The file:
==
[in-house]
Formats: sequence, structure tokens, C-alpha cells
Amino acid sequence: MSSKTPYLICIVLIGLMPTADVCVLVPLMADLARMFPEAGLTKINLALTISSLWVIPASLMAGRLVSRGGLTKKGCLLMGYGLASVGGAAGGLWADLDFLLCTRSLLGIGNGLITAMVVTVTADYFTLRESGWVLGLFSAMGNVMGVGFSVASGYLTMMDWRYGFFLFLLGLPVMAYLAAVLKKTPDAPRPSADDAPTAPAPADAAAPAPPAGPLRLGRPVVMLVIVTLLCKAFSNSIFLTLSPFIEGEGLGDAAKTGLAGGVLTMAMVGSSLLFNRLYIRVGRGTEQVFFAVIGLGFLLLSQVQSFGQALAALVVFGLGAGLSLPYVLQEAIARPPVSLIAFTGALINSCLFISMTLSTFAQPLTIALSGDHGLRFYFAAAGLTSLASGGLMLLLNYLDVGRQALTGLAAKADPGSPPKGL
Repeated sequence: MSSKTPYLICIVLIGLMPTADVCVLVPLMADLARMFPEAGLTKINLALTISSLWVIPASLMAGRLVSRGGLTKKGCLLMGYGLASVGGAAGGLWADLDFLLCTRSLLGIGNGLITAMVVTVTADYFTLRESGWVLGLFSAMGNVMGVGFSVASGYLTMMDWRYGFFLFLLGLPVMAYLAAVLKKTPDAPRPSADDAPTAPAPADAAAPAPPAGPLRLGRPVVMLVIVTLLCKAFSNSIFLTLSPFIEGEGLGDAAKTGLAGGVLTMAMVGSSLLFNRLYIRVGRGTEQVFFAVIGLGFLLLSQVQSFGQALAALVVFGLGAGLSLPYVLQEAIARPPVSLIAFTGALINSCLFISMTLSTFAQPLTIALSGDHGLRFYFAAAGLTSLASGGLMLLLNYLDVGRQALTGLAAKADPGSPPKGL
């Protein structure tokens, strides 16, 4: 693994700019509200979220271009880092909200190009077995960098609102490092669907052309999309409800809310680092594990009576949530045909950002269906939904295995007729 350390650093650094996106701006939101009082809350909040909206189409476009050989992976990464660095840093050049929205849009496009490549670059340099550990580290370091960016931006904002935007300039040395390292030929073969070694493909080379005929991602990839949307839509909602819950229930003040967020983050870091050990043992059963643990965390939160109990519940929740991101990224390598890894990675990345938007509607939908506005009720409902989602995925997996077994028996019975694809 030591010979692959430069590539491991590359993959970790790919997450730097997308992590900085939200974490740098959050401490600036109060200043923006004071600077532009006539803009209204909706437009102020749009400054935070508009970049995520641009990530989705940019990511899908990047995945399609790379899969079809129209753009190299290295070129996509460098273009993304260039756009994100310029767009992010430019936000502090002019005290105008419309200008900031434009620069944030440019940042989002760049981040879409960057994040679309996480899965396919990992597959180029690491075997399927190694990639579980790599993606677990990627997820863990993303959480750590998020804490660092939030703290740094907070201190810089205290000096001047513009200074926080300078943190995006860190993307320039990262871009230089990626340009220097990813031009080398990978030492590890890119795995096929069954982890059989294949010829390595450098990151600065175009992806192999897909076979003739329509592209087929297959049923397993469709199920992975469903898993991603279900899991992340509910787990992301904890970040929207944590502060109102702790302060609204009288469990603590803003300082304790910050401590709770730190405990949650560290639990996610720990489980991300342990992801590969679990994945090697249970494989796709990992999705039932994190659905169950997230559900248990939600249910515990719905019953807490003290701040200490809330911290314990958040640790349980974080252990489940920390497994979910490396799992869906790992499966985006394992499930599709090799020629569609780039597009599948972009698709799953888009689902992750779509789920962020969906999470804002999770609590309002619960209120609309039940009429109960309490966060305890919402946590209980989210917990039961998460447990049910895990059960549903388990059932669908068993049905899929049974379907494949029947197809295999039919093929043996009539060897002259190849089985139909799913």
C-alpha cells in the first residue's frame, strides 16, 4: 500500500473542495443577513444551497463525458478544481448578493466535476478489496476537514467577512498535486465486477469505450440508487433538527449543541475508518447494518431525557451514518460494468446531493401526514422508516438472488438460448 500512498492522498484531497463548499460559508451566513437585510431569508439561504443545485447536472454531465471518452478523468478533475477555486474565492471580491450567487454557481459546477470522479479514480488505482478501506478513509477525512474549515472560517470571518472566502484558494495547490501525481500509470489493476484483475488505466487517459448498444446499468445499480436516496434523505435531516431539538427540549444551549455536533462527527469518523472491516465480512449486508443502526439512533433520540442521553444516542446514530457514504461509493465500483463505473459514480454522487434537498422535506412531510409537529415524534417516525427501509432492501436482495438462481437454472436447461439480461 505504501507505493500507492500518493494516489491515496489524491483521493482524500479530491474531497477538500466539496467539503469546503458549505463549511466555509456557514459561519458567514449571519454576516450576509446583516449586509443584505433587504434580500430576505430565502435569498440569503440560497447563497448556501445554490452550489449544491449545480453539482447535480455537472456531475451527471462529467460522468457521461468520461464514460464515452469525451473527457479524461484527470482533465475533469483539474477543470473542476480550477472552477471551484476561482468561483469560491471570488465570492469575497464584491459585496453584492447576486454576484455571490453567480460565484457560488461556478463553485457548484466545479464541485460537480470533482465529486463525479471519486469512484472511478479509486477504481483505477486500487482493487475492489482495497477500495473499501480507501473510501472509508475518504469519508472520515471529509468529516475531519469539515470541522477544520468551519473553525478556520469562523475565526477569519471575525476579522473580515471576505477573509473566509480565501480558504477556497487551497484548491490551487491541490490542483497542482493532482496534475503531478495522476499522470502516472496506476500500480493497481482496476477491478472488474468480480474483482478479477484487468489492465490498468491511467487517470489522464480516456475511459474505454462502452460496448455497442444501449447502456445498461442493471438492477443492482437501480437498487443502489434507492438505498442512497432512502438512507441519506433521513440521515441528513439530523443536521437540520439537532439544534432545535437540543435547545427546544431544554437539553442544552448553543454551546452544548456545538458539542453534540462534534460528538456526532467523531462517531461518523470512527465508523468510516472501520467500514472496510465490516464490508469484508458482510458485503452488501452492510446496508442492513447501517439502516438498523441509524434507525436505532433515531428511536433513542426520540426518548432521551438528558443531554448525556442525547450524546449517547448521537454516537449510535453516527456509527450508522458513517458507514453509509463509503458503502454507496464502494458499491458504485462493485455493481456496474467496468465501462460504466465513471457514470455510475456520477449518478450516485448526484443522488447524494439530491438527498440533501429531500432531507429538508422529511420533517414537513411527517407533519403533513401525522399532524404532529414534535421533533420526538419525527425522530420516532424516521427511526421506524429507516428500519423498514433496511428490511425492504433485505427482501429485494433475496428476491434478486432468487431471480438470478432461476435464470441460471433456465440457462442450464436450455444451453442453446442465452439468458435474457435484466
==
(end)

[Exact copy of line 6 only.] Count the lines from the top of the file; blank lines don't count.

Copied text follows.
C-alpha cells in the first residue's frame, strides 16, 4: 500500500473542495443577513444551497463525458478544481448578493466535476478489496476537514467577512498535486465486477469505450440508487433538527449543541475508518447494518431525557451514518460494468446531493401526514422508516438472488438460448 500512498492522498484531497463548499460559508451566513437585510431569508439561504443545485447536472454531465471518452478523468478533475477555486474565492471580491450567487454557481459546477470522479479514480488505482478501506478513509477525512474549515472560517470571518472566502484558494495547490501525481500509470489493476484483475488505466487517459448498444446499468445499480436516496434523505435531516431539538427540549444551549455536533462527527469518523472491516465480512449486508443502526439512533433520540442521553444516542446514530457514504461509493465500483463505473459514480454522487434537498422535506412531510409537529415524534417516525427501509432492501436482495438462481437454472436447461439480461 505504501507505493500507492500518493494516489491515496489524491483521493482524500479530491474531497477538500466539496467539503469546503458549505463549511466555509456557514459561519458567514449571519454576516450576509446583516449586509443584505433587504434580500430576505430565502435569498440569503440560497447563497448556501445554490452550489449544491449545480453539482447535480455537472456531475451527471462529467460522468457521461468520461464514460464515452469525451473527457479524461484527470482533465475533469483539474477543470473542476480550477472552477471551484476561482468561483469560491471570488465570492469575497464584491459585496453584492447576486454576484455571490453567480460565484457560488461556478463553485457548484466545479464541485460537480470533482465529486463525479471519486469512484472511478479509486477504481483505477486500487482493487475492489482495497477500495473499501480507501473510501472509508475518504469519508472520515471529509468529516475531519469539515470541522477544520468551519473553525478556520469562523475565526477569519471575525476579522473580515471576505477573509473566509480565501480558504477556497487551497484548491490551487491541490490542483497542482493532482496534475503531478495522476499522470502516472496506476500500480493497481482496476477491478472488474468480480474483482478479477484487468489492465490498468491511467487517470489522464480516456475511459474505454462502452460496448455497442444501449447502456445498461442493471438492477443492482437501480437498487443502489434507492438505498442512497432512502438512507441519506433521513440521515441528513439530523443536521437540520439537532439544534432545535437540543435547545427546544431544554437539553442544552448553543454551546452544548456545538458539542453534540462534534460528538456526532467523531462517531461518523470512527465508523468510516472501520467500514472496510465490516464490508469484508458482510458485503452488501452492510446496508442492513447501517439502516438498523441509524434507525436505532433515531428511536433513542426520540426518548432521551438528558443531554448525556442525547450524546449517547448521537454516537449510535453516527456509527450508522458513517458507514453509509463509503458503502454507496464502494458499491458504485462493485455493481456496474467496468465501462460504466465513471457514470455510475456520477449518478450516485448526484443522488447524494439530491438527498440533501429531500432531507429538508422529511420533517414537513411527517407533519403533513401525522399532524404532529414534535421533533420526538419525527425522530420516532424516521427511526421506524429507516428500519423498514433496511428490511425492504433485505427482501429485494433475496428476491434478486432468487431471480438470478432461476435464470441460471433456465440457462442450464436450455444451453442453446442465452439468458435474457435484466